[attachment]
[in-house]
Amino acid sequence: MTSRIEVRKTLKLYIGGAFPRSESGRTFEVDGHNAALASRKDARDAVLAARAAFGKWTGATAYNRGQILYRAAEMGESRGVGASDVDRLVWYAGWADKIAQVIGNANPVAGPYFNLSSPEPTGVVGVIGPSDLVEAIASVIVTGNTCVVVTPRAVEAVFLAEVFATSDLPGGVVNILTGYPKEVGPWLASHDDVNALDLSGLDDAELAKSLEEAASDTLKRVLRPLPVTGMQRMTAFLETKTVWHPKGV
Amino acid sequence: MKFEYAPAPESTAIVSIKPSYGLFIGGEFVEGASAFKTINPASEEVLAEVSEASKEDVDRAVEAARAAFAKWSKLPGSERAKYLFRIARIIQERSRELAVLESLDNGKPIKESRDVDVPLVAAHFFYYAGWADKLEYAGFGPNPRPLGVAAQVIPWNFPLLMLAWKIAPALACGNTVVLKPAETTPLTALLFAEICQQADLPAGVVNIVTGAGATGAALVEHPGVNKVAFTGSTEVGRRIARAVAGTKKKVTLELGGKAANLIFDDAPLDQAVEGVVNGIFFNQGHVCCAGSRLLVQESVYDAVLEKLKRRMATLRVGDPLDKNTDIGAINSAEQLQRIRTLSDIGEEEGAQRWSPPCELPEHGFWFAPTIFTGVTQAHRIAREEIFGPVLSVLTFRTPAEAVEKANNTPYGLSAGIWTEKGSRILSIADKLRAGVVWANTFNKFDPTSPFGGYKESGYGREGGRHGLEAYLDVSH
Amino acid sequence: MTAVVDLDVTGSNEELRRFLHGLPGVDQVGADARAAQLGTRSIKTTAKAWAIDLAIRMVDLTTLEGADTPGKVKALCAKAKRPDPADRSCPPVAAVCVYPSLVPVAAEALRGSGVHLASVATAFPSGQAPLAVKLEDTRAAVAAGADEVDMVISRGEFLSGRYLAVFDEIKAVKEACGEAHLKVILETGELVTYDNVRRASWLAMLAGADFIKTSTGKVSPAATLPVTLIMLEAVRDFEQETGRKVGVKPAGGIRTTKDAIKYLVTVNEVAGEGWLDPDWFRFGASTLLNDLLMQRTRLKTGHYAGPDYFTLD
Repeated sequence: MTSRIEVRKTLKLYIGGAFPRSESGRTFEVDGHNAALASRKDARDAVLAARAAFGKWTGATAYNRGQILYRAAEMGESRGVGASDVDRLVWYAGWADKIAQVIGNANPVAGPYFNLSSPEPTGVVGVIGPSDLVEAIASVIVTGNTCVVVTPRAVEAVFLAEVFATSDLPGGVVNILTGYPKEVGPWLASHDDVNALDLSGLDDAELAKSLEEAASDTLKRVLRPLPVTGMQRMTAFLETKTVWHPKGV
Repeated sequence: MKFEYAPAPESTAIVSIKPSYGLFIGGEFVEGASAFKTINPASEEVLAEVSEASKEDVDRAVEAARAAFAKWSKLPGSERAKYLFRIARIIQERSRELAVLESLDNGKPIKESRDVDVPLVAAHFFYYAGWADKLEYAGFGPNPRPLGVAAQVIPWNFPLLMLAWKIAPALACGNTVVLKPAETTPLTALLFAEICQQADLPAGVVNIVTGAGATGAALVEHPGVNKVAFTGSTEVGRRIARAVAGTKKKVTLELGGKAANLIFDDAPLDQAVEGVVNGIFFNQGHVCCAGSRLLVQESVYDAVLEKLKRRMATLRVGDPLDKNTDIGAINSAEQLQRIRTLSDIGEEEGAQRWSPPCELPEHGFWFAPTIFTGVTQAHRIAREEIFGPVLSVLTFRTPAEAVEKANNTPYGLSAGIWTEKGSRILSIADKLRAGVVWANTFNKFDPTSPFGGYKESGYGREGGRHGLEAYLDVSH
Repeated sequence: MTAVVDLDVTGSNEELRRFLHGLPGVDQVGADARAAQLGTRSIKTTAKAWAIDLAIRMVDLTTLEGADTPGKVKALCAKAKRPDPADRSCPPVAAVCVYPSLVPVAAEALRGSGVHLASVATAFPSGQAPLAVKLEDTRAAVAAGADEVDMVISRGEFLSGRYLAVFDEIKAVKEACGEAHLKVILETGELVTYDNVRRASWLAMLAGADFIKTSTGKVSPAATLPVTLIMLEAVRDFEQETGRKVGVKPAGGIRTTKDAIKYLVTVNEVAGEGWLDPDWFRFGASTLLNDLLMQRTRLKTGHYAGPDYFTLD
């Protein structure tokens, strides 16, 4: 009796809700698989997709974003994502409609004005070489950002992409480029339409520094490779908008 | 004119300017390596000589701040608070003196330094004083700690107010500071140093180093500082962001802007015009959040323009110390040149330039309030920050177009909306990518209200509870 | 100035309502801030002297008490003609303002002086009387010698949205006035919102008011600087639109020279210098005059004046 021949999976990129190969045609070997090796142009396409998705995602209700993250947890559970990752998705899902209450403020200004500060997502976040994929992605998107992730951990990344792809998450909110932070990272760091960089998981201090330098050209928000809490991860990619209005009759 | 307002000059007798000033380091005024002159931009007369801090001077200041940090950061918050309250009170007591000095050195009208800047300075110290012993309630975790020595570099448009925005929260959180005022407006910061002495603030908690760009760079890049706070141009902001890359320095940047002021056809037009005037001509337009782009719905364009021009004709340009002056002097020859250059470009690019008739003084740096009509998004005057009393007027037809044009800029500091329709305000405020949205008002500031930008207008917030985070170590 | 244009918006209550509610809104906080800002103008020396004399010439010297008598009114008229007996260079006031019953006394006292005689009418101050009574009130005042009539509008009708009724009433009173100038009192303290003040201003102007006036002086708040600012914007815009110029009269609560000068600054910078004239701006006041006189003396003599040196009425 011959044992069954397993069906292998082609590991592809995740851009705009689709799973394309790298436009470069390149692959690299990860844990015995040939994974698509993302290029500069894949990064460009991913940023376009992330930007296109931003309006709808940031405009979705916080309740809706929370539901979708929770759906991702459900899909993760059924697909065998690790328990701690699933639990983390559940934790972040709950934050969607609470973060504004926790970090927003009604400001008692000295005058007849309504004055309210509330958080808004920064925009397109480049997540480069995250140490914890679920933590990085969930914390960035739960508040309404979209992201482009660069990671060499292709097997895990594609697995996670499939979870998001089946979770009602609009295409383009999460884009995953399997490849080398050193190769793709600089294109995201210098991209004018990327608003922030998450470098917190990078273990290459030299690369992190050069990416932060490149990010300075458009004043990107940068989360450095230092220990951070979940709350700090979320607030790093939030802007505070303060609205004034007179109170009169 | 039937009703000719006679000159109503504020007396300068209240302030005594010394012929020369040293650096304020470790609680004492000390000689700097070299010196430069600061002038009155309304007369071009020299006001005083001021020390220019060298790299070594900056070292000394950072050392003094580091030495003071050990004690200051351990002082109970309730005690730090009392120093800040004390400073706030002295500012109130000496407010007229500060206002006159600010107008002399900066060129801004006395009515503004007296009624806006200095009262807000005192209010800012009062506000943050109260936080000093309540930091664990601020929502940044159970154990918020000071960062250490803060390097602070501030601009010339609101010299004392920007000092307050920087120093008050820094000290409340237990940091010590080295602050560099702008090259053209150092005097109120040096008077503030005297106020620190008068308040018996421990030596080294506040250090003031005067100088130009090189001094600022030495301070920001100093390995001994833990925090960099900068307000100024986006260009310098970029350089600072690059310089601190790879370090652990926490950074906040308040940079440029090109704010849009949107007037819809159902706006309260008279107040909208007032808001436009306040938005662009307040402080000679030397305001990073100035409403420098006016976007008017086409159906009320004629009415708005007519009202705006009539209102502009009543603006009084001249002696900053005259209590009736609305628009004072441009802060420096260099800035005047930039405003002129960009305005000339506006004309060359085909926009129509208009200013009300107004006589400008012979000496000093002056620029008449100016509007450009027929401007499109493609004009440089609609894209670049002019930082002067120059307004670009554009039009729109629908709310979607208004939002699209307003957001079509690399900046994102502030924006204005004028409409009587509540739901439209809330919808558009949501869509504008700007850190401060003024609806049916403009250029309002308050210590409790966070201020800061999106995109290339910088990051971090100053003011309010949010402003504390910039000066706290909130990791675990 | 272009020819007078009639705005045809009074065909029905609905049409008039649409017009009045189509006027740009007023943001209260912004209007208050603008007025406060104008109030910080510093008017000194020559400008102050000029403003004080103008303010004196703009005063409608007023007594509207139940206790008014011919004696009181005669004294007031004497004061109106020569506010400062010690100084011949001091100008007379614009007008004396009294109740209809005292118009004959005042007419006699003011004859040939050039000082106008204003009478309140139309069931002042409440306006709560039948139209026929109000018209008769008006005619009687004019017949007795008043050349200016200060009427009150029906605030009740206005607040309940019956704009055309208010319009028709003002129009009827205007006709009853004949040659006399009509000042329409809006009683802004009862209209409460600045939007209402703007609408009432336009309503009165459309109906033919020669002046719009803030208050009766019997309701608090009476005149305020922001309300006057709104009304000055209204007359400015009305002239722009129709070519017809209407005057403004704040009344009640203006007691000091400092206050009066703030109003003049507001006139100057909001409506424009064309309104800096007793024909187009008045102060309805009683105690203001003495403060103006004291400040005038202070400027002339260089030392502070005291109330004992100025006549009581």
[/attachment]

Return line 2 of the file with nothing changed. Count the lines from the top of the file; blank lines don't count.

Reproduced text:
Amino acid sequence: MTSRIEVRKTLKLYIGGAFPRSESGRTFEVDGHNAALASRKDARDAVLAARAAFGKWTGATAYNRGQILYRAAEMGESRGVGASDVDRLVWYAGWADKIAQVIGNANPVAGPYFNLSSPEPTGVVGVIGPSDLVEAIASVIVTGNTCVVVTPRAVEAVFLAEVFATSDLPGGVVNILTGYPKEVGPWLASHDDVNALDLSGLDDAELAKSLEEAASDTLKRVLRPLPVTGMQRMTAFLETKTVWHPKGV